The world is being destroyed, no doubt about it, by the greed of the rich and powerful. It is also being destroyed by popular demand.—Wendell Berry, Sex, Economy, Freedom & Community
Westerville, Ohio, has a tasty new Mexican-food place, a dime a dozen in my native Florida and many other areas but rare here in Yankee land. So last Tuesday I was at the pick-up window waiting for Kathy’s taco salad—I’d gotten my tacos but the kitchen was slammed and had forgotten her order—and watched the preparer throw the salad ingredients in a bowl with her bare hands. Then I noticed that all the workers were using their hands, including the man who appeared to be the manager.
When the harried-looking middle-aged preparer handed me the salad, I said to her, “You really should wear gloves when handling food.”
She said, “I wash my hands all the time. But I am allergic to latex.”
I saw she was angry: a jerk was giving her a hard time. And her life is hard enough already. I never complain and wondered why I had. A self-righteous impulse I’d failed to smother.
The manager darted over and asked me if there was a problem and I repeated my opinion.
“We do wear gloves when we handle raw food,” he said.
“Okay,” I said. “But I like your restaurant and I’ve gotten kind of germ phobic.”
In other words: I won’t be back.
He nodded and looked at me keenly. Undoubtedly he was thinking, Germ phobic and a Class A Jerk.
It’s a no-tip joint, but I left a big tip . . .
I am rather germ phobic in middle age. Thankfully I seldom see how other restaurants handle food in their kitchens.
And what about overseas—any place that’s not as nasty neat, on the surface, as America?
This is why God gave me an immune system, right?
But isn’t bare-handed food handling how folks get Hepatitis B? There were incidents years ago, in another town where we lived, with a Taco Bell . . .
If bare hands were a health code violation, however, they wouldn’t be doing it in plain sight, would they?
I asked these questions to a friend who has worked in restaurants, and he sent me excerpts from a 2005 column, “Down With Gloves,” in Slate, in which cook Sara Dickerman says
There are too many tasks, too many tickets, and too many unconscious behaviors: I’ve seen gloved hands scratch heads and noses and butts.
For his part, my friend said his experience in working in a state-of-the-art kitchen was that food safety and hand-washing were emphasized and enforced. He added:
I dare say that every steak you’ve ever ordered rare or medium rare had had the grill chef’s thumb on it to judge how done the steak is. It’s the only sure way of knowing how cooked it is. Meat is often cut with gloves and sometimes vegetables, but that’s mainly because you’re less likely to cut yourself. A near miss with a glove cuts the glove, not your hand. The person who prepared all the salads and the dessets, the garde manger, used gloves at his or her discretion. They had a sink within a foot of where they worked and washed their hands between fixing salads and handling egg-intensive desserts. Health rules may vary from state to state and I bet yours are posted online, but I frankly wouldn’t worry about it.
So, duh. Of course your food is going to be handled by human hands if you go to a restaurant! Accept that, or don’t eat out. I must have fallen on my head when I fell off the turnip truck.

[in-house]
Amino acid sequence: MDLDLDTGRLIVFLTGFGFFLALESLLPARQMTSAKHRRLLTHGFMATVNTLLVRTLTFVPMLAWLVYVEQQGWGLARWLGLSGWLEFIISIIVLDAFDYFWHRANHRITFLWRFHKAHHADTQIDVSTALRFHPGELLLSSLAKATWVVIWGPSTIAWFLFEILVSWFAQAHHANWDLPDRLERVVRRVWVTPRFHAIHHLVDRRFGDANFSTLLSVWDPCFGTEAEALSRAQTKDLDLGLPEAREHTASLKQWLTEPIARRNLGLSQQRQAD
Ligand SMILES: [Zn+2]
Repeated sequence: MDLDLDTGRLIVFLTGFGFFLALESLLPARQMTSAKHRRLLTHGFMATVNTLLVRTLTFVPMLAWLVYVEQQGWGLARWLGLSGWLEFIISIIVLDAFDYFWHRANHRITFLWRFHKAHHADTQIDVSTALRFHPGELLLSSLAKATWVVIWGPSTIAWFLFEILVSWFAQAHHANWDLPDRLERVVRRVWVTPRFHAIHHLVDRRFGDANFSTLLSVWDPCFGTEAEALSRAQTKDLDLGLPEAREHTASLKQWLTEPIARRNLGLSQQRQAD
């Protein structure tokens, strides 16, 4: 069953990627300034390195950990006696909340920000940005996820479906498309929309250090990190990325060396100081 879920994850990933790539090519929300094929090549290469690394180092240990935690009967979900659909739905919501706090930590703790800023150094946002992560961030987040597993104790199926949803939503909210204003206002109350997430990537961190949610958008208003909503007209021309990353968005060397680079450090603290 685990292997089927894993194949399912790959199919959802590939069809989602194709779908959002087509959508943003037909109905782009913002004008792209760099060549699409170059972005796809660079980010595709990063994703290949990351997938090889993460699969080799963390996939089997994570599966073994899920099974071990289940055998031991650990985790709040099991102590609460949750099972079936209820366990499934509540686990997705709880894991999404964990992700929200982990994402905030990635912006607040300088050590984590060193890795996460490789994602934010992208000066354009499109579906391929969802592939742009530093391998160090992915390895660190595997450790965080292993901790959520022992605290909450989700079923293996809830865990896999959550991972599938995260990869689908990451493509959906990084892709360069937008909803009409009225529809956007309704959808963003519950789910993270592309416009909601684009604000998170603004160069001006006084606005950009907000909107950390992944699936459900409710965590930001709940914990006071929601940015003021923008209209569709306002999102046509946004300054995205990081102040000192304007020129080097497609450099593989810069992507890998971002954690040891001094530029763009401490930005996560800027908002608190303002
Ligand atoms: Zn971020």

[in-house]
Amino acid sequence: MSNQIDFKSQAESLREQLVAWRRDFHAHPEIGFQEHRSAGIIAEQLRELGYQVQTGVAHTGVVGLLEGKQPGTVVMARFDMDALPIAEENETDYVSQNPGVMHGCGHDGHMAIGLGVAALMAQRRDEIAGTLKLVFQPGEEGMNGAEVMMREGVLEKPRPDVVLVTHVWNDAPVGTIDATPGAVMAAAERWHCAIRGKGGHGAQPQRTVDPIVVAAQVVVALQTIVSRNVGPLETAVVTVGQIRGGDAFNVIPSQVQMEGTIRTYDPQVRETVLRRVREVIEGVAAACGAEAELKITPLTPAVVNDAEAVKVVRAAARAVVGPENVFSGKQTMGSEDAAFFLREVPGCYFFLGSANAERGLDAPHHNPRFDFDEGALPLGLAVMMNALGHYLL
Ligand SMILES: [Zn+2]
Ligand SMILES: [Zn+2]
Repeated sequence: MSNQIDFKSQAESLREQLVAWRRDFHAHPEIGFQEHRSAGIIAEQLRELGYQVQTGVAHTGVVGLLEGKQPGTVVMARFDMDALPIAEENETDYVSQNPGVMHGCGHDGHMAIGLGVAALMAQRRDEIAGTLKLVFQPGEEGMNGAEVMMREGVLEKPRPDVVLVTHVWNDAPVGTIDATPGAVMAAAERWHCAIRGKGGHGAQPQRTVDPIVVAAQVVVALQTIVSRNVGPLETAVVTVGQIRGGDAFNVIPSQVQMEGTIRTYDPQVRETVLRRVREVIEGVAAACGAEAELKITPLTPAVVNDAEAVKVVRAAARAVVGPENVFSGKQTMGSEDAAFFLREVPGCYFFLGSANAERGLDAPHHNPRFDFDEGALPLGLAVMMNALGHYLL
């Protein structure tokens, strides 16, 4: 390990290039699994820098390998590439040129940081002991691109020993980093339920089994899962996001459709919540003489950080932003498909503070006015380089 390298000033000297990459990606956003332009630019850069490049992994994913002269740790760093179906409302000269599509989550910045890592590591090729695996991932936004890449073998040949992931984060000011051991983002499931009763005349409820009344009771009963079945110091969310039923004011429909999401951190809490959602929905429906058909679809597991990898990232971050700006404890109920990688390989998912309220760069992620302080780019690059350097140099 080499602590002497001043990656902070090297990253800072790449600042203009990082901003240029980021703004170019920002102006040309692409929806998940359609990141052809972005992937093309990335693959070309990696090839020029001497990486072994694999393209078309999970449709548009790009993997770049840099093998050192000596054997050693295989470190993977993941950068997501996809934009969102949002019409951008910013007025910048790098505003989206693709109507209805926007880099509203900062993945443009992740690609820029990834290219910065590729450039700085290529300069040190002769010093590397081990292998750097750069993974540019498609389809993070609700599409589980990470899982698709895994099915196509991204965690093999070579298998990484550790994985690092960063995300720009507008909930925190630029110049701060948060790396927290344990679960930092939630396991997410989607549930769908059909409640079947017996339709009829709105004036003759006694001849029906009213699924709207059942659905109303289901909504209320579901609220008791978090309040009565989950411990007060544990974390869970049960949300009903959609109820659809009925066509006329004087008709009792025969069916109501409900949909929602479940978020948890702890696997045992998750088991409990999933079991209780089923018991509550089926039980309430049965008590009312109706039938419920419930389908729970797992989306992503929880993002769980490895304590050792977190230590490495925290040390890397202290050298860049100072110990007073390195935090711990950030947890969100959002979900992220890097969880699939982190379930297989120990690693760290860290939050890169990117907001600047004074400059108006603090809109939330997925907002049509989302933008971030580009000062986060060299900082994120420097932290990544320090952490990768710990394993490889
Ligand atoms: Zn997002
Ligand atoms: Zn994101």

My friend added:
What to worry about is how almost anyone in food service doesn’t have health insurance and doesn’t get sick days. Therefore if you get a cold, flu, hepatitis or anything else and stay at home, you lose income. I’ve watched countless chefs with really bad colds or flu bowing their heads to wipe their noses on their sleeves or worse.
That night I kept seeing the weary, agitated look on the face of the poor woman I’d harassed.
And that night, last Tuesday, the Census Bureau released a report, which I read in the New York Times, that said last year “another 2.6 million people slipped into poverty in the United States . . . and the number of Americans living below the official poverty line, 46.2 million people, was the highest number in the 52 years the bureau has been publishing figures on it.”
The report said 15.1 percent of Americans now live below the poverty line, including 27 percent of blacks, 26 percent of Hispanics, 12.1 percent of Asians, and 9.9 percent of whites.
I sense this growing gap between America’s haves and have-nots when I get coffee at a McDonald’s and notice that everyone behind the counter has brown skin. And I always think there’s something wrong with a wealthy nation with its minimum wage set so low that a person can hardly survive or afford medical care while working full-time at two menial jobs.
But I also believe that one day America will have a more humane capitalism. A soft-headed liberal hope: compassionate progress.
And yet I believe it. Looking at humans in evolutionary time has taught me so. We’ll become a kinder nation, I have to believe, but I fear the pain that our next stage of human progress is going to take. Let alone what it’s going to take, in the fullness of time, for all humans to live as members of one global village. Yes, another liberal fantasy, but remember I’m talking about a time scale almost geologic.
Meantime, I hope that your beloved child does not receive, at a takeout window from some unseen illegal immigrant from Guatemala, a side order of tuberculosis with her burrito.
But, rest assured, whether you get a disease with your meal or merely endure awful service, it’s management’s fault. Behind every tired, inept, or angry waitstaff is a stupid, venal, or absent franchise owner or shift boss.
Related this week: “A mother’s war on germs at fast-food playlands” in the New York Times.